Book: Kim Jong Un told Trump about killing his uncle
WASHINGTON (AP) — President Donald Trump’s comments about the threat from the novel coronavirus attracted widespread attention after excerpts from journalist Bob Woodward’s book “Rage” were released. The excerpts also provide new details about the president’s thoughts on North Korea’s Kim Jong Un, racial unrest and a mysterious new weapon that Trump claims other world powers don’t know about.
Some of the other topics covered in the book, which was based on 18 interviews that Woodward conducted with Trump between December and July and with others (excerpts from the book were reported by The Washington Post, where Woodward is an editor, and CNN):
Woodward wrote that Trump said he was impressed with Kim when he first met the North Korean leader in Singapore in 2018 and that Kim was “far beyond smart.” Trump also said that Kim “tells me everything” and even gave the president a graphic account of how Kim had his own uncle killed.
As he engaged in nuclear arms talks with Kim, Trump dismissed intelligence officials’ assessments that North Korea would never give up its nuclear weapons. Trump told Woodward that the CIA has “no idea” how to handle Pyongyang.
Trump also dismissed criticism about his three meetings with Kim, claiming the summits were no big deal. Critics said that by meeting Kim, Trump provided the North Korean leader with legitimacy on the world stage.
“It takes me two days. I met. I gave up nothing,” said the president, who likened North Korea’s attachment to its nuclear arsenal to somebody who is in love with a house and “they just can’t sell it.”
Kim welcomed Trump’s attention, calling the president “your excellency” in a letter. Kim wrote to Trump that he believed the “deep and special friendship between us will work as a magical force.”
In June, after federal agents forcibly removed protesters from Washington’s Lafayette Square near the White House to make way for Trump to stage a photo opportunity outside a church where he held up a bible, Trump called Woodward to boast about how he was for “law and order.”
“We’re going to get ready to send in the military slash National Guard to some of these poor bastards that don’t know what they’re doing, these poor radical lefts,” Trump told Woodward, who recorded Trump.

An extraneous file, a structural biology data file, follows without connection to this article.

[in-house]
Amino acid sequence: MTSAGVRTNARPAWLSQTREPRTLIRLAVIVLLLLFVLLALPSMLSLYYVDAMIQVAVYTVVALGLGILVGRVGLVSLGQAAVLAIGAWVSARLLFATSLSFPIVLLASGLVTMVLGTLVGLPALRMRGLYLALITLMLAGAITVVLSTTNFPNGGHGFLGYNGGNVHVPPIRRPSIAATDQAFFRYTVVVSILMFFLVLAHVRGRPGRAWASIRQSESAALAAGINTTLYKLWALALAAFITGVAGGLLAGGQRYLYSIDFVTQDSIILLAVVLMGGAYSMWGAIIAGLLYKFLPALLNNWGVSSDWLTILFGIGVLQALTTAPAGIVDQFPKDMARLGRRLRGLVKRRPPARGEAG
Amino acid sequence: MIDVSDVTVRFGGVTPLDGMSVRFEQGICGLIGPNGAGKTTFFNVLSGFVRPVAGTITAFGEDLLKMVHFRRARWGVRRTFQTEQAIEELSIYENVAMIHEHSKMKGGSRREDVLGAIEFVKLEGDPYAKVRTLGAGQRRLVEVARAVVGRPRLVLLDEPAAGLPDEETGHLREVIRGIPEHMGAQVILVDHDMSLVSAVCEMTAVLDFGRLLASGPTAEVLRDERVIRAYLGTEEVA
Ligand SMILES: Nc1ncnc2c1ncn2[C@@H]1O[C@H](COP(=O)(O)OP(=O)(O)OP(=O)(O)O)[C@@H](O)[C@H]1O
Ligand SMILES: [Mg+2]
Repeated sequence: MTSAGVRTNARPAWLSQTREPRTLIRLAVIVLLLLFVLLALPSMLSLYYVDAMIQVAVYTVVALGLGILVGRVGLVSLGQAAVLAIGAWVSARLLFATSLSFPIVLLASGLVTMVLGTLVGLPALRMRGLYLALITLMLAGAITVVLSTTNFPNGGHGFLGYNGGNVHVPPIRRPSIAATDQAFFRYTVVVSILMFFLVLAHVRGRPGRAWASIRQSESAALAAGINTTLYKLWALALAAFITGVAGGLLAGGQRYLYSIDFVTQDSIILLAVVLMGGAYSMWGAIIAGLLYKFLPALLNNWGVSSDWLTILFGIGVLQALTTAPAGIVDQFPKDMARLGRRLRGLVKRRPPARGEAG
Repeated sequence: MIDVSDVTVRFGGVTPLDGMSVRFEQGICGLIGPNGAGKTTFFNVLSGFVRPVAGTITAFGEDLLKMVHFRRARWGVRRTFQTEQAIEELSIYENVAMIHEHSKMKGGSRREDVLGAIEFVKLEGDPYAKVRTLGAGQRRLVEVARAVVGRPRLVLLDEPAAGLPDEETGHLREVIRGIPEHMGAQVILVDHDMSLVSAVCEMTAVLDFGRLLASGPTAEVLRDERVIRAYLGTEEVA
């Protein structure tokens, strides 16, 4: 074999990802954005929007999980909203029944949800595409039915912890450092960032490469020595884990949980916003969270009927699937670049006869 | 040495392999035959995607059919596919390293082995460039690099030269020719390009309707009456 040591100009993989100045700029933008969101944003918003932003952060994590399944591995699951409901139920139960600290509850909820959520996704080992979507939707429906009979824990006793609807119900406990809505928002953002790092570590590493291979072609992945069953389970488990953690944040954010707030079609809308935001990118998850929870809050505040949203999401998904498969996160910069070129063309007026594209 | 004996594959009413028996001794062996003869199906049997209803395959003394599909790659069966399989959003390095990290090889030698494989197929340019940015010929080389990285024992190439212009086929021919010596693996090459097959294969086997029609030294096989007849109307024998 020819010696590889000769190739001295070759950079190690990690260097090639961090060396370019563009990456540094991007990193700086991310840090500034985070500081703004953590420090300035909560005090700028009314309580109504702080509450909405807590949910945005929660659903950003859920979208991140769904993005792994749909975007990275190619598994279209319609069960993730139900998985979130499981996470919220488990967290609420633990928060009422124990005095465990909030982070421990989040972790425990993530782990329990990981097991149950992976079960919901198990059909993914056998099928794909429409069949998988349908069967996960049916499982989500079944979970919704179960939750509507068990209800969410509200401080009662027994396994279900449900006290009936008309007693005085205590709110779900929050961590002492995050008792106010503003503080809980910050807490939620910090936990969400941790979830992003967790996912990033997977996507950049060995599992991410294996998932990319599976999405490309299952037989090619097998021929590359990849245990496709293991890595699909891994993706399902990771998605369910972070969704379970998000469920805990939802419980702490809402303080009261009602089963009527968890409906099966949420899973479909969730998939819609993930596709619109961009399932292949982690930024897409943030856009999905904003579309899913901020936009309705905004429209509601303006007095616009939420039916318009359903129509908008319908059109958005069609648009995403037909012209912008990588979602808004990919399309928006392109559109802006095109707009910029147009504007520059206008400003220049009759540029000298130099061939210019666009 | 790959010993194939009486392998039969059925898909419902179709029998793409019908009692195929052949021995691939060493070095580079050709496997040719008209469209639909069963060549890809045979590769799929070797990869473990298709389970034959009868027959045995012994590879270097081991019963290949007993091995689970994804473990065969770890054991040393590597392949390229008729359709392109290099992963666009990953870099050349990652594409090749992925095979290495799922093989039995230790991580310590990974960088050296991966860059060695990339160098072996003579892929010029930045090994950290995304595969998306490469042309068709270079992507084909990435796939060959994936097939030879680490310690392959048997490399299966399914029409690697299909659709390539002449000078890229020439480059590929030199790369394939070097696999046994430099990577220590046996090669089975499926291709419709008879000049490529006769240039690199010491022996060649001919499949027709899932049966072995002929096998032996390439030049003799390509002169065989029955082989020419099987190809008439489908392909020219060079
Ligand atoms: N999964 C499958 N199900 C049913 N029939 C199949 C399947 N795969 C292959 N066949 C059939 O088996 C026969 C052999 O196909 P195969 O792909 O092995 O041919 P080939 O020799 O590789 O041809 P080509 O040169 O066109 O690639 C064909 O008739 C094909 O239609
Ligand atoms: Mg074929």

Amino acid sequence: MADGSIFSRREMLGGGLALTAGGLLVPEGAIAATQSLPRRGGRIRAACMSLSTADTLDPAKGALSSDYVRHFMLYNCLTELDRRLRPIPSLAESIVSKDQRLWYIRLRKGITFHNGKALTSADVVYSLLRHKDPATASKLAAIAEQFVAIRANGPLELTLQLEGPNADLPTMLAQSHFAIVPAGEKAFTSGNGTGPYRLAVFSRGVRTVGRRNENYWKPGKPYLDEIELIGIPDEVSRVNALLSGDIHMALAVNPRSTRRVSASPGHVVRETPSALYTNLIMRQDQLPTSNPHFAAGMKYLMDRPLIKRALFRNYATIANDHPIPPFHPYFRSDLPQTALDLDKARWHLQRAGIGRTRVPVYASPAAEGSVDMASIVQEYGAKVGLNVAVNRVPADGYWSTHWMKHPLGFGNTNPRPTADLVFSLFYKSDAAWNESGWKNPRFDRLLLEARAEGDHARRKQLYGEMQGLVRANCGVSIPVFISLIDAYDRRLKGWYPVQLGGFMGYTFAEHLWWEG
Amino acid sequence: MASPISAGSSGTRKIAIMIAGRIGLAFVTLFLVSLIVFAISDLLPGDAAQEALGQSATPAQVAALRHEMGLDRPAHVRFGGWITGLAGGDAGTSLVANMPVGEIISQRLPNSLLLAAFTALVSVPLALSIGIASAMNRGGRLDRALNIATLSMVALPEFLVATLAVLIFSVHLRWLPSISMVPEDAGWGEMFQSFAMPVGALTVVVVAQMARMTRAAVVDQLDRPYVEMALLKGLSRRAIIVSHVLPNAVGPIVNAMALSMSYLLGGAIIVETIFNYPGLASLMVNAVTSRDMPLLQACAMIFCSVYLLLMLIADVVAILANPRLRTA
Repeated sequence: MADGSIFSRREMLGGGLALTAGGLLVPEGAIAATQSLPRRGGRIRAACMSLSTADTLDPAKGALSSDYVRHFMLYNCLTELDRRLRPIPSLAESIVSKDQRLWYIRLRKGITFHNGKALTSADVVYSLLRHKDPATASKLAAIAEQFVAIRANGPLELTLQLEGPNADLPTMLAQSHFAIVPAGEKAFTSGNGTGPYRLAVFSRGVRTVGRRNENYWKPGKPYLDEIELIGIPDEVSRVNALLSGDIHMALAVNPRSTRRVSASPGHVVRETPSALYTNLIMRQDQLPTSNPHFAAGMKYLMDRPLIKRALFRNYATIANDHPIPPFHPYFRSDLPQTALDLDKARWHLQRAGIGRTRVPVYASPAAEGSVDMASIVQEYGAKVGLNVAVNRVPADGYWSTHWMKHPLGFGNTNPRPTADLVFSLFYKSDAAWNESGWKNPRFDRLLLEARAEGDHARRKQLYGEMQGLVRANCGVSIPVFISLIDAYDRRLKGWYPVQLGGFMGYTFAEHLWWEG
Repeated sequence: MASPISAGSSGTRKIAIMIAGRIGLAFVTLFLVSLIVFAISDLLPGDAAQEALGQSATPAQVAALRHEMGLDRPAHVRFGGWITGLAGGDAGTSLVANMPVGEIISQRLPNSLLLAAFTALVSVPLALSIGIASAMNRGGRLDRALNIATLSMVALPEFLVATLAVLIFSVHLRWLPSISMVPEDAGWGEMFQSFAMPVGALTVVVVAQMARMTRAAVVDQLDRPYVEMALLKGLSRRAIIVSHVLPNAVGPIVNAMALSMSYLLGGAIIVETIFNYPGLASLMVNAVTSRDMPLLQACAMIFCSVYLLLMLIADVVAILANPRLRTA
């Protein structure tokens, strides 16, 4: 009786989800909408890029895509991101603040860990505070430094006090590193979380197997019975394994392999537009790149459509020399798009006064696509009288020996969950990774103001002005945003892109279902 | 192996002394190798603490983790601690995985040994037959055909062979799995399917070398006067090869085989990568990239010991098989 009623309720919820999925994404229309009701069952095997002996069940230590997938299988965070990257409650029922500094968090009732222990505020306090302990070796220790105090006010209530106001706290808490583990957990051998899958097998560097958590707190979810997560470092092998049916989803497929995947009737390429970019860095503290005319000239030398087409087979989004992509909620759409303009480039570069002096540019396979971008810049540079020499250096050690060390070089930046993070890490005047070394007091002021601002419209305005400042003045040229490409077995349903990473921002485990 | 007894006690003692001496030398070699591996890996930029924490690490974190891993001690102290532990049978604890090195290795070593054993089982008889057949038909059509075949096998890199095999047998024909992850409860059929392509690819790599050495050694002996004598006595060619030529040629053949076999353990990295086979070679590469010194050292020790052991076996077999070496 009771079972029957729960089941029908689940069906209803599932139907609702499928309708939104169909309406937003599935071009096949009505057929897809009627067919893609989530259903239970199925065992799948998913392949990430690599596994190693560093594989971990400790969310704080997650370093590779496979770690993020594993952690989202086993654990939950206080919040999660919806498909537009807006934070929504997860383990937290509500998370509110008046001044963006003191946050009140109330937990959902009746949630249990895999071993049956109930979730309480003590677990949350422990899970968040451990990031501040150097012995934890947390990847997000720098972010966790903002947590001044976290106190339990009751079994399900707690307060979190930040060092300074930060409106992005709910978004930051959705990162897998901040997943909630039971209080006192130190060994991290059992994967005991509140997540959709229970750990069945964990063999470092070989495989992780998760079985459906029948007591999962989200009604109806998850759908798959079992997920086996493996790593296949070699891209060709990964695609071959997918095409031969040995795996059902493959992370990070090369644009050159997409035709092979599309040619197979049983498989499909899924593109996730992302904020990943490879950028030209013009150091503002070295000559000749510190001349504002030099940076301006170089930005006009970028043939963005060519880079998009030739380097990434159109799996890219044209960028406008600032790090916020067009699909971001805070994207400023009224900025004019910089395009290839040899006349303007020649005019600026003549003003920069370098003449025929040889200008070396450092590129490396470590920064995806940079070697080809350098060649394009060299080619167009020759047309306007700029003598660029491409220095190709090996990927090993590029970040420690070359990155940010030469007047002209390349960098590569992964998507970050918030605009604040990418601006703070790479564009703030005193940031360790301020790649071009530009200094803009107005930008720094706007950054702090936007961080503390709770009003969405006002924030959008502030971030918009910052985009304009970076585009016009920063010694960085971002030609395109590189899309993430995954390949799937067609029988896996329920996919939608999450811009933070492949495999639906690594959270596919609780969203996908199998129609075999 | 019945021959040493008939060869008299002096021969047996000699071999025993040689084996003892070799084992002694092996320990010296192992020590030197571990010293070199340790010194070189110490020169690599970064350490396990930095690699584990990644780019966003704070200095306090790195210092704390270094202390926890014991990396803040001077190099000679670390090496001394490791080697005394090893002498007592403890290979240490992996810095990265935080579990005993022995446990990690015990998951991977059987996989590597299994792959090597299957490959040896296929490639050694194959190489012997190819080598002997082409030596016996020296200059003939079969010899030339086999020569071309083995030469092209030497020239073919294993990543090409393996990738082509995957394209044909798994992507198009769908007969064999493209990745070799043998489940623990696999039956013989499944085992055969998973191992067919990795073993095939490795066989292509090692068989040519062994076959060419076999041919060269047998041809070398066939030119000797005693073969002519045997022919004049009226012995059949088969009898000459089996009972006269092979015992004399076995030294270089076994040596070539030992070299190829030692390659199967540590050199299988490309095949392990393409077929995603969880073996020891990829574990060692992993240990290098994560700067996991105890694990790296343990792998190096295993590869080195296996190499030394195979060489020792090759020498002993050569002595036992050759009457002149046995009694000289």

Later that month, Woodward asked the president if, as a white man, he had a responsibility to better “understand the anger and pain” felt by Black Americans.
“No,” Trump replied. “I don’t feel that at all.”
As Woodward pressed Trump about discrimination and inequalities suffered by Black people over the years, the president pointed to how the unemployment rate for Black Americans fell before the pandemic.
When the two spoke again about race relations on June 22, Woodward asked Trump whether he thought there was systemic racism in America.
“Well, I think there is everywhere,” Trump said. “I think probably less here than most places. Or less here than many places.”
Asked by Woodward whether racism “is here” in the United States in a way that affects people’s lives, Trump replied: “I think it is. And it’s unfortunate. But I think it is.”
In discussions with Woodward about rising tensions in 2017 between the U.S. and North Korea, Trump said: “I have built a nuclear — a weapons system that nobody’s ever had in this country before. We have stuff that you haven’t even seen or heard about. We have stuff that (Russian President Vladimir) Putin and (Chinese President Jinping) Xi have never heard about before. There’s nobody — what we have is incredible.”
Woodward writes that sources, who spoke to him on condition of anonymity, confirmed that the U.S. military had a “secret new weapons system.” But the sources did not provide details and told Woodward, according to the book, that they were surprised Trump had disclosed it.
Trump national security adviser Robert O’Brien told Fox News’ “Special Report” on Wednesday that the president did not talk about any specific weapon system. “We’re always on the cutting edge and we’ve always got something out there that our adversaries don’t know about,” O’Brien said.
FORMER TOP OFFICIALS IN TRUMP ADMINISTRATION
Woodward’s book quotes Jared Kushner, the president’s son-in-law and senior adviser, as saying, “The most dangerous people around the president are overconfident idiots.” The book also quotes Kushner as saying that he advised people to think about “Alice in Wonderland” when trying to understand the Trump presidency. The novel is about a girl who falls through a rabbit hole and Kushner, according to Woodward, singled out the Cheshire Cat, whom he said had endurance and persistence, not direction.
Woodward’s book also discusses how some top-level administration officials contemplated quitting.
Then-Defense Secretary James Mattis went to the Washington National Cathedral to pray about the nation’s future under Trump as commander in chief. According to Woodward’s book, Mattis once told then-National Intelligence Director Dan Coats, “There may come a time when we have to take collective action” because Trump is “dangerous” and “unfit” to be president.
Woodward says Mattis told Coats, “The president has no moral compass.”
Coats, the book says, replied: “True. To him, a lie is not a lie. It’s just what he thinks. He doesn’t know the difference between the truth and a lie.”
Coats is a former senator from Indiana and was recruited into the administration by Vice President Mike Pence, who is also a Hoosier. “How are you stomaching” the Trump presidency, Coats’ wife, Marsha, once asked Pence at a White House dinner.
“I think he (Pence) understood. And he just whispered in my ear, ‘Stay the course.’”